Theft at Grand Central as Miami Downtown Parking Lot Wars Hit a New Low

Parking downtown has always been a Gaza-like free-for-all. With hobos charging to "watch" cars, and lots that gouge drivers depending on the Heat game, a night of debauchery and drinking can set you back twenty bucks before you've even set foot inside a bar.

So when Brad Knoefler opened a new night club on NE 7th street called Grand Central, he decided to offer free parking on the empty, dusty lot across the street.

"Lots here charge whatever, and they're not safe or have proper lighting and fencing," Knoefler says. "We wanted a secure lot for our customers."

But the free parking has upset the other lot impresarios around him, who say it's siphoning away paying customers. One May night, one of those owners, Andrew Mirmelli, was so upset, he drove by the Grand Central, took the 'free parking' sign, and fled "in an unknown direction," according to a Miami police report.

The incident is just the latest sign of the wild, wild West that is the lucrative downtown parking racket. Except lot owners aren't just trying to ice out competitors, they're also stiffing the city of millions of dollars.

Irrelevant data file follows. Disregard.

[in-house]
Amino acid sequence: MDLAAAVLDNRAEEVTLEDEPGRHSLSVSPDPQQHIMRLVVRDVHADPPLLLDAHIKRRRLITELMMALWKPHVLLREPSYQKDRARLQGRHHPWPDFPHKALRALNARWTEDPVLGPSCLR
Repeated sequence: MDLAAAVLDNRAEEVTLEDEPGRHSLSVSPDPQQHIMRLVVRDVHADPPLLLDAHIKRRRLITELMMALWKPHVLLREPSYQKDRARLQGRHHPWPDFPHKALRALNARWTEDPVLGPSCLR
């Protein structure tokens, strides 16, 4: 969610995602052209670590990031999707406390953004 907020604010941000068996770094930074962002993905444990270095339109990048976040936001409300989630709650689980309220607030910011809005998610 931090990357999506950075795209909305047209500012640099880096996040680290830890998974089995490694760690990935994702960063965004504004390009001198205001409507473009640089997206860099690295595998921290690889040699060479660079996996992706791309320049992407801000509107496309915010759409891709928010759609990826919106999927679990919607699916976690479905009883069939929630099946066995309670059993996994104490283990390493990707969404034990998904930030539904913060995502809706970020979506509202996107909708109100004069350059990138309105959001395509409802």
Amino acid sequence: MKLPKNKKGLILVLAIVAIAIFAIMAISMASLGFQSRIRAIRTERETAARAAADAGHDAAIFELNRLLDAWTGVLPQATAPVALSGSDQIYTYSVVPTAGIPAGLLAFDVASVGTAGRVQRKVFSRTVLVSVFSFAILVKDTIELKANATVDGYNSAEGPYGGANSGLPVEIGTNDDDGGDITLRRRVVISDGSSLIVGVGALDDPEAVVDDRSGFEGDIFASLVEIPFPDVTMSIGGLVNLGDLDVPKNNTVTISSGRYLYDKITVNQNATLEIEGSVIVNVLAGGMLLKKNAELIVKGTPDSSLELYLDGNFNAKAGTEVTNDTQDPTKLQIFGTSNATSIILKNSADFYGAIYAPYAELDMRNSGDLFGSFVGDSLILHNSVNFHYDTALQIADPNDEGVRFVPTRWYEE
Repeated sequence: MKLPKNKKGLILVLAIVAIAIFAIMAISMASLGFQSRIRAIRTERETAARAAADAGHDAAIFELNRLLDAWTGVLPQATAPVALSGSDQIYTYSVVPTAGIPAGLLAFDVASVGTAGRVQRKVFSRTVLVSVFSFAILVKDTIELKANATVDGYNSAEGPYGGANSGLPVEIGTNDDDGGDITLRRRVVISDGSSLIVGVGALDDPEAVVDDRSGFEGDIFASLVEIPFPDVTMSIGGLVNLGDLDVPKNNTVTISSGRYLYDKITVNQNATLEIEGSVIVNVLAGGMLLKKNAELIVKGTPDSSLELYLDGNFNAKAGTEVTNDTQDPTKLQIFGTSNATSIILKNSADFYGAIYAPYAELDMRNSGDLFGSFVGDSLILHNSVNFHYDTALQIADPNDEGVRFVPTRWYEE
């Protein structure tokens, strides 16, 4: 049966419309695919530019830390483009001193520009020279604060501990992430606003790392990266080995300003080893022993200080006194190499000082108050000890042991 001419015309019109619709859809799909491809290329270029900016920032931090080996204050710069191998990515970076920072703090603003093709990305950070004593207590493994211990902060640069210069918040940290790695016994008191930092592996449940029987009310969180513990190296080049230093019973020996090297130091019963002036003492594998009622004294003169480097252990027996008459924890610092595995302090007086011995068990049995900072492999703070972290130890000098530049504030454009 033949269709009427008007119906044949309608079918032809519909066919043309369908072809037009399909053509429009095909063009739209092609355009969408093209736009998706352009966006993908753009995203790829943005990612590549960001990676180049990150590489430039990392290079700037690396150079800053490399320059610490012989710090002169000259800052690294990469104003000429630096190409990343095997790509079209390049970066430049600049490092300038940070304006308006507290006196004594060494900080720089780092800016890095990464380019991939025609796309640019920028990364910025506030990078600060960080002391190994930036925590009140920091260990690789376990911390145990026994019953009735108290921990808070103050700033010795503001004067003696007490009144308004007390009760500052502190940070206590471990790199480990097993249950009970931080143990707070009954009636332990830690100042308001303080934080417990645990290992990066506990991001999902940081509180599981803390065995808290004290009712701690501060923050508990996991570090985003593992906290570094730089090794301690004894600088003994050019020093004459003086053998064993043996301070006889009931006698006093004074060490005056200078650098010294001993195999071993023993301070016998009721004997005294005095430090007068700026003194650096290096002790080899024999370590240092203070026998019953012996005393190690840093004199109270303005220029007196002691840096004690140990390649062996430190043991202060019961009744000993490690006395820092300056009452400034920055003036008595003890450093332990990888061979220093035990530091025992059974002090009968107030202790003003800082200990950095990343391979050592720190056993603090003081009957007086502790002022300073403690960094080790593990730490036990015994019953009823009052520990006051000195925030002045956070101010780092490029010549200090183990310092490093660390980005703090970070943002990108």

In a 2009 report, the city found 14 percent of the 70 parking facilities audited - there are nearly 400 over all - didn't keep proper financial records, and owe approximately $1.2 million in city fees.

Much of that money is still outstanding, so on June 25, Miami police launched a zero-tolerance policy to arrest and close all those owners who don't have parking permits, or proper receipts. It's not clear yet how many will be shut down by the new policy.

Lot operators have to pay a 15 percent surcharge on each spot they sell. But since, as Mirmelli says, operators are free to charge "whatever the market dictates," not keeping up with receipts and records means there is a lot of unaccounted money beyond those millions in city fees.

Mirmelli said in an interview he didn't know it was Knoefler's sign when he took it. But he thinks the club owner is just biding his time until he can charge for parking. "He wants to sell parking in his lot and turn a profit, and that's not going to fly," Mirmelli says. He has since returned the $100 sign, according to Miami police.

Meanwhile, Knoefler wants to stay out of it. The lanky motor-mouth, perpetually on Red Bull, says he just wants a friendlier downtown. "The whole purpose of the lot was to create an incentive for people to come into the neighborhood," he spits out.

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Erik Maza